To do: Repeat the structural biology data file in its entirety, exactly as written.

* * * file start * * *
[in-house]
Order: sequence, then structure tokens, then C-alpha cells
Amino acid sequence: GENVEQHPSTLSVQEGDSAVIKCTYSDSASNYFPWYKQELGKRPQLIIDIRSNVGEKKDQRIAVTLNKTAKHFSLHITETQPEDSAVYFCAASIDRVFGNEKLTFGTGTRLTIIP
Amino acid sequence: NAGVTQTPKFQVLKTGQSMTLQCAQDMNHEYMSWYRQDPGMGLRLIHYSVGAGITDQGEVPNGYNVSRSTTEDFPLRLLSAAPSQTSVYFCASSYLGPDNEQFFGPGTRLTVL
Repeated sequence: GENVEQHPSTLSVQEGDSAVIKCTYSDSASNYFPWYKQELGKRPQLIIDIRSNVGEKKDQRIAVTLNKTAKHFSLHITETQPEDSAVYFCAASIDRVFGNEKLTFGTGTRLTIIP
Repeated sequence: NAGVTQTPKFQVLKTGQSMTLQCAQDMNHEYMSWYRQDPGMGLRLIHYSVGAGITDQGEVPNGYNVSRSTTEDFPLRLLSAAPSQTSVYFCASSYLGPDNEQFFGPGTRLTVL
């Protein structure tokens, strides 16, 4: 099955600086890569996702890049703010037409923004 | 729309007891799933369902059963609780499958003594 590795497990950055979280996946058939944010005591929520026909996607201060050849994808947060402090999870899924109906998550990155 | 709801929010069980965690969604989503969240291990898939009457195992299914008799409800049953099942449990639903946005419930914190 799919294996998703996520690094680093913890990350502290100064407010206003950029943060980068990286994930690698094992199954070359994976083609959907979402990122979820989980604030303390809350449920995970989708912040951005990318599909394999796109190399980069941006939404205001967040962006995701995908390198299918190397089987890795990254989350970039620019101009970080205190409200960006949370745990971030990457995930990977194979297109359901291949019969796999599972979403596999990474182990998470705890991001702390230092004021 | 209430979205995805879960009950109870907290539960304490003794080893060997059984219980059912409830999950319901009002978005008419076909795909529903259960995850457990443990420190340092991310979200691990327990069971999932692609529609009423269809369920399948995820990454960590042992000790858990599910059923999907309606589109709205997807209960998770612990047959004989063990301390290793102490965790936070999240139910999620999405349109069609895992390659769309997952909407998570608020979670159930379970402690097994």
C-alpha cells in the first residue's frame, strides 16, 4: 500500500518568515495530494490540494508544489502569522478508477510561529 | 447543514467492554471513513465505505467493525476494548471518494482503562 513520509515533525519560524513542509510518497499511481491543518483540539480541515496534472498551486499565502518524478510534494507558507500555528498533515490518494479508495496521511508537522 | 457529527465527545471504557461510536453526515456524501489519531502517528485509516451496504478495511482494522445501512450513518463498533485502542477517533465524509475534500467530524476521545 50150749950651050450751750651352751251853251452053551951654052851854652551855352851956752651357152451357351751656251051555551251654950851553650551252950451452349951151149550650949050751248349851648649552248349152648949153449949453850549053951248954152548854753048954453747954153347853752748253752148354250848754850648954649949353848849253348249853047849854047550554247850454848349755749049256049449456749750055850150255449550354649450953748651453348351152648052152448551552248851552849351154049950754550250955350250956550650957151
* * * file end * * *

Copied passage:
[in-house]
Order: sequence, then structure tokens, then C-alpha cells
Amino acid sequence: GENVEQHPSTLSVQEGDSAVIKCTYSDSASNYFPWYKQELGKRPQLIIDIRSNVGEKKDQRIAVTLNKTAKHFSLHITETQPEDSAVYFCAASIDRVFGNEKLTFGTGTRLTIIP
Amino acid sequence: NAGVTQTPKFQVLKTGQSMTLQCAQDMNHEYMSWYRQDPGMGLRLIHYSVGAGITDQGEVPNGYNVSRSTTEDFPLRLLSAAPSQTSVYFCASSYLGPDNEQFFGPGTRLTVL
Repeated sequence: GENVEQHPSTLSVQEGDSAVIKCTYSDSASNYFPWYKQELGKRPQLIIDIRSNVGEKKDQRIAVTLNKTAKHFSLHITETQPEDSAVYFCAASIDRVFGNEKLTFGTGTRLTIIP
Repeated sequence: NAGVTQTPKFQVLKTGQSMTLQCAQDMNHEYMSWYRQDPGMGLRLIHYSVGAGITDQGEVPNGYNVSRSTTEDFPLRLLSAAPSQTSVYFCASSYLGPDNEQFFGPGTRLTVL
């Protein structure tokens, strides 16, 4: 099955600086890569996702890049703010037409923004 | 729309007891799933369902059963609780499958003594 590795497990950055979280996946058939944010005591929520026909996607201060050849994808947060402090999870899924109906998550990155 | 709801929010069980965690969604989503969240291990898939009457195992299914008799409800049953099942449990639903946005419930914190 799919294996998703996520690094680093913890990350502290100064407010206003950029943060980068990286994930690698094992199954070359994976083609959907979402990122979820989980604030303390809350449920995970989708912040951005990318599909394999796109190399980069941006939404205001967040962006995701995908390198299918190397089987890795990254989350970039620019101009970080205190409200960006949370745990971030990457995930990977194979297109359901291949019969796999599972979403596999990474182990998470705890991001702390230092004021 | 209430979205995805879960009950109870907290539960304490003794080893060997059984219980059912409830999950319901009002978005008419076909795909529903259960995850457990443990420190340092991310979200691990327990069971999932692609529609009423269809369920399948995820990454960590042992000790858990599910059923999907309606589109709205997807209960998770612990047959004989063990301390290793102490965790936070999240139910999620999405349109069609895992390659769309997952909407998570608020979670159930379970402690097994």
C-alpha cells in the first residue's frame, strides 16, 4: 500500500518568515495530494490540494508544489502569522478508477510561529 | 447543514467492554471513513465505505467493525476494548471518494482503562 513520509515533525519560524513542509510518497499511481491543518483540539480541515496534472498551486499565502518524478510534494507558507500555528498533515490518494479508495496521511508537522 | 457529527465527545471504557461510536453526515456524501489519531502517528485509516451496504478495511482494522445501512450513518463498533485502542477517533465524509475534500467530524476521545 50150749950651050450751750651352751251853251452053551951654052851854652551855352851956752651357152451357351751656251051555551251654950851553650551252950451452349951151149550650949050751248349851648649552248349152648949153449949453850549053951248954152548854753048954453747954153347853752748253752148354250848754850648954649949353848849253348249853047849854047550554247850454848349755749049256049449456749750055850150255449550354649450953748651453348351152648052152448551552248851552849351154049950754550250955350250956550650957151